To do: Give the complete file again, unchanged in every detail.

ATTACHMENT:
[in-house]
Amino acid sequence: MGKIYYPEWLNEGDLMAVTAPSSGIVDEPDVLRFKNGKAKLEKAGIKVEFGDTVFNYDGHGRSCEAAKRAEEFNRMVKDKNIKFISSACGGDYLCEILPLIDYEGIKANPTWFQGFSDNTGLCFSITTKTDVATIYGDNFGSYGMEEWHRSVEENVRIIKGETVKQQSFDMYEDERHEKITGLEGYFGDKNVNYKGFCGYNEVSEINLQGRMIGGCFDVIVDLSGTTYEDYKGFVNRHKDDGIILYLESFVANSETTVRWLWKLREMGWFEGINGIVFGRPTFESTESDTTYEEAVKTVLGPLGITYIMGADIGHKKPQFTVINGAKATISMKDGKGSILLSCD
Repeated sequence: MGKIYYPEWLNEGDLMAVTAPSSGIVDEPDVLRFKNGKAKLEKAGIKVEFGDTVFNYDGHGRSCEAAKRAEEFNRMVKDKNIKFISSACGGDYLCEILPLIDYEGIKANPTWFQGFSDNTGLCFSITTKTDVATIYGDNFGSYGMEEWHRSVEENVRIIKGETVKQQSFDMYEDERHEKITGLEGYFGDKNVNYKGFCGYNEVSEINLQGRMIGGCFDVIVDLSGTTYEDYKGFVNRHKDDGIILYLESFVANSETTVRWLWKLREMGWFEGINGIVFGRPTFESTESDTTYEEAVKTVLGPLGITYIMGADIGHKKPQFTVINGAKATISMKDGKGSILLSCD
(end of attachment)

[in-house]
Amino acid sequence: MGKIYYPEWLNEGDLMAVTAPSSGIVDEPDVLRFKNGKAKLEKAGIKVEFGDTVFNYDGHGRSCEAAKRAEEFNRMVKDKNIKFISSACGGDYLCEILPLIDYEGIKANPTWFQGFSDNTGLCFSITTKTDVATIYGDNFGSYGMEEWHRSVEENVRIIKGETVKQQSFDMYEDERHEKITGLEGYFGDKNVNYKGFCGYNEVSEINLQGRMIGGCFDVIVDLSGTTYEDYKGFVNRHKDDGIILYLESFVANSETTVRWLWKLREMGWFEGINGIVFGRPTFESTESDTTYEEAVKTVLGPLGITYIMGADIGHKKPQFTVINGAKATISMKDGKGSILLSCD
Repeated sequence: MGKIYYPEWLNEGDLMAVTAPSSGIVDEPDVLRFKNGKAKLEKAGIKVEFGDTVFNYDGHGRSCEAAKRAEEFNRMVKDKNIKFISSACGGDYLCEILPLIDYEGIKANPTWFQGFSDNTGLCFSITTKTDVATIYGDNFGSYGMEEWHRSVEENVRIIKGETVKQQSFDMYEDERHEKITGLEGYFGDKNVNYKGFCGYNEVSEINLQGRMIGGCFDVIVDLSGTTYEDYKGFVNRHKDDGIILYLESFVANSETTVRWLWKLREMGWFEGINGIVFGRPTFESTESDTTYEEAVKTVLGPLGITYIMGADIGHKKPQFTVINGAKATISMKDGKGSILLSCD